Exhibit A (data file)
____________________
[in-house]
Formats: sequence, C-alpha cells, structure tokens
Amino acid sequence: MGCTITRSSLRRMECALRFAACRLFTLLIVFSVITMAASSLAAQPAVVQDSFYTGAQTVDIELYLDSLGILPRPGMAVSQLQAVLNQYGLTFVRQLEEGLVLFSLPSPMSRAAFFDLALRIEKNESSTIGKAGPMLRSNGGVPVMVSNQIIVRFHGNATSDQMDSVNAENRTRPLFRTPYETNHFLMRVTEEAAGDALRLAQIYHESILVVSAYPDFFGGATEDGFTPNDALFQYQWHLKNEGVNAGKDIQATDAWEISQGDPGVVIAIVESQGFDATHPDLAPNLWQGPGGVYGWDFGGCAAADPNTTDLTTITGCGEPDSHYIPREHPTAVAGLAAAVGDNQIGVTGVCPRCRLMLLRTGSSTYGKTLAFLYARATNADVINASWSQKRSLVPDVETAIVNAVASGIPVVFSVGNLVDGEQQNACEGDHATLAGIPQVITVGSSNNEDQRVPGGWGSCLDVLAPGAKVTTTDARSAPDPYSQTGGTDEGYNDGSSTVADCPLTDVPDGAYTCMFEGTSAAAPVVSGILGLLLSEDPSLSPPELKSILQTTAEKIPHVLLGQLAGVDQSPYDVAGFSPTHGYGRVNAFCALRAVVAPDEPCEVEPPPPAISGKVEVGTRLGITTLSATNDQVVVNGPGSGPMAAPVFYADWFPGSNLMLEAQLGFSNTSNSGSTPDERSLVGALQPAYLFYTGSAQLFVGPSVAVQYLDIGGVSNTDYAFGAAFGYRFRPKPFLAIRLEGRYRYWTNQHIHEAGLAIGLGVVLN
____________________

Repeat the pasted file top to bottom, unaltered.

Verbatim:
[in-house]
Formats: sequence, C-alpha cells, structure tokens
Amino acid sequence: MGCTITRSSLRRMECALRFAACRLFTLLIVFSVITMAASSLAAQPAVVQDSFYTGAQTVDIELYLDSLGILPRPGMAVSQLQAVLNQYGLTFVRQLEEGLVLFSLPSPMSRAAFFDLALRIEKNESSTIGKAGPMLRSNGGVPVMVSNQIIVRFHGNATSDQMDSVNAENRTRPLFRTPYETNHFLMRVTEEAAGDALRLAQIYHESILVVSAYPDFFGGATEDGFTPNDALFQYQWHLKNEGVNAGKDIQATDAWEISQGDPGVVIAIVESQGFDATHPDLAPNLWQGPGGVYGWDFGGCAAADPNTTDLTTITGCGEPDSHYIPREHPTAVAGLAAAVGDNQIGVTGVCPRCRLMLLRTGSSTYGKTLAFLYARATNADVINASWSQKRSLVPDVETAIVNAVASGIPVVFSVGNLVDGEQQNACEGDHATLAGIPQVITVGSSNNEDQRVPGGWGSCLDVLAPGAKVTTTDARSAPDPYSQTGGTDEGYNDGSSTVADCPLTDVPDGAYTCMFEGTSAAAPVVSGILGLLLSEDPSLSPPELKSILQTTAEKIPHVLLGQLAGVDQSPYDVAGFSPTHGYGRVNAFCALRAVVAPDEPCEVEPPPPAISGKVEVGTRLGITTLSATNDQVVVNGPGSGPMAAPVFYADWFPGSNLMLEAQLGFSNTSNSGSTPDERSLVGALQPAYLFYTGSAQLFVGPSVAVQYLDIGGVSNTDYAFGAAFGYRFRPKPFLAIRLEGRYRYWTNQHIHEAGLAIGLGVVLN